Authors: Sierra Shepherd, Ummat Somjee, Ginny Greenway
Faculty Mentor: Ginny Greenway
College: College of Agricultural and Life Sciences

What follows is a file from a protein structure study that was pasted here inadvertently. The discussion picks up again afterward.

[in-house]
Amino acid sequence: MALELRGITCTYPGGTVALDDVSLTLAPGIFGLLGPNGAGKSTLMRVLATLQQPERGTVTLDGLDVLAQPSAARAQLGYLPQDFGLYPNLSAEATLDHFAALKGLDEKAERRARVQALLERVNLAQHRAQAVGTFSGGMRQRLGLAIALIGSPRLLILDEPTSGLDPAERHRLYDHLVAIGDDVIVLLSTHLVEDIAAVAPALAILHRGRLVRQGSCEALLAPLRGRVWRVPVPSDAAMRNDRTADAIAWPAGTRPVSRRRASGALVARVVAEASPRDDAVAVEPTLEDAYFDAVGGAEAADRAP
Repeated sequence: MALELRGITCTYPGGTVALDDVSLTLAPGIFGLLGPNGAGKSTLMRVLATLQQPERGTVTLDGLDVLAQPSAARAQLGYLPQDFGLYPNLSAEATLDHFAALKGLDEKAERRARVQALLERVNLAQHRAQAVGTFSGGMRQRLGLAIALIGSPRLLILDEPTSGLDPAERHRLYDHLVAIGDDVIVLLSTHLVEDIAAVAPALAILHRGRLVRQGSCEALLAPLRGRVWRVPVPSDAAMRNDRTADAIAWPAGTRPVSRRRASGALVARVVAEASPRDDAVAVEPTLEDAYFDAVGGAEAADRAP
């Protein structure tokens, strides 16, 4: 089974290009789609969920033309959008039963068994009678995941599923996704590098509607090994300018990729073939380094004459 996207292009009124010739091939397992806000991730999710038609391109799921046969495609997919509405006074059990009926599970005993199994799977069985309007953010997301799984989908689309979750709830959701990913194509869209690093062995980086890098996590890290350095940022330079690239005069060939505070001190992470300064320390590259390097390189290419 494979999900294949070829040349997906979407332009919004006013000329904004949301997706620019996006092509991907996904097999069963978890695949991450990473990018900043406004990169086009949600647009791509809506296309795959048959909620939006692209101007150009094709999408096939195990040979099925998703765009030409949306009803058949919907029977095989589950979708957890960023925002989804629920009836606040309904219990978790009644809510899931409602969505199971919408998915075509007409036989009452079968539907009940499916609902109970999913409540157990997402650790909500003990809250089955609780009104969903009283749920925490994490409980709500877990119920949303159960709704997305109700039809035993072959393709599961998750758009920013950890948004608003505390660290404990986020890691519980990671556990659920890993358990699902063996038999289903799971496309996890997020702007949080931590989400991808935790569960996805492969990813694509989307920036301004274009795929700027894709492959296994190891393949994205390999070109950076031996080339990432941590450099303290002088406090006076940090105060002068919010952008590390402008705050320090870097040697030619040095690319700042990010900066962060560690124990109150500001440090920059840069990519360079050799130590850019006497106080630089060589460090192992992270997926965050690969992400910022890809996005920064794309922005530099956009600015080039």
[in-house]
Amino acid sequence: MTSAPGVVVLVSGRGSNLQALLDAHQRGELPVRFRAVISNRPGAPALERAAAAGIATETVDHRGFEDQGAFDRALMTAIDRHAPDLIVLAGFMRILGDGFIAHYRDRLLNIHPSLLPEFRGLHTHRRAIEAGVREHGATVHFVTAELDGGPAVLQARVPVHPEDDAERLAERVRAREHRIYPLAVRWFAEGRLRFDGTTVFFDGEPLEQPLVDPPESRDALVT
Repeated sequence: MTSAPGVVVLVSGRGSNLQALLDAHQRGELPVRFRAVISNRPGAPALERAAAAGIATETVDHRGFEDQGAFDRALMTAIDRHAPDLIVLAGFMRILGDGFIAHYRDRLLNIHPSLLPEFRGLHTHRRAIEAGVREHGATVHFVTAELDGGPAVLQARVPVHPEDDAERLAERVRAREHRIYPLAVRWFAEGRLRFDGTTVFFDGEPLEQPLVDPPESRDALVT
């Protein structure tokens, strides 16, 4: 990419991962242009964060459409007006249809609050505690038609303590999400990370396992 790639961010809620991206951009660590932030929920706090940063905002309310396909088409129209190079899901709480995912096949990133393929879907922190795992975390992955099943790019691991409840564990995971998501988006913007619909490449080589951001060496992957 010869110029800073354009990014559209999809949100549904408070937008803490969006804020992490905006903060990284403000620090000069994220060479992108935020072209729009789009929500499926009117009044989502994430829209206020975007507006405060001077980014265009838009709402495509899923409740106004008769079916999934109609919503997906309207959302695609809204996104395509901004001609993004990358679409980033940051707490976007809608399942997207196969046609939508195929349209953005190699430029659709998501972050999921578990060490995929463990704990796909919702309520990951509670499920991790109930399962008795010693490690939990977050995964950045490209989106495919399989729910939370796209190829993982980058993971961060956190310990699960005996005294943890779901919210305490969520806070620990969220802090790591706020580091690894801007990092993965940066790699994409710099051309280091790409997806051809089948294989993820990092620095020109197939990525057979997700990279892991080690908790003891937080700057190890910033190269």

In many species, males invest in competitive traits and behaviors to monopolize access to resources and mates. Oftentimes, a social environment exists in which multiple males compete for access to females, and males with the most aggression gain a reproductive advantage. The majority of studies thus far, however, involve dyadic competition trials which remove the social complexity often present in nature. To bridge this gap, we compared the competitive behaviors of the insect Piezogaster odiosus (Hemiptera: Coreidae) under controlled experimental conditions and then in a more complex social environment. We first paired males in observed competition trials and quantified aggressive behaviors on two successive days. Males were then moved to larger semi-natural enclosures with access to food resources and females. Each enclosure contained a total of 4 males and 2 females, and we recorded the time each male spent on the food resource and mating. We found that males with higher aggression levels in the controlled tests typically spent more time on the resource in the social environment. However this increase in resource holding by individual males did not come with a mating advantage. This study highlights the importance of investigating competitive behaviors in both controlled and socially complex environments.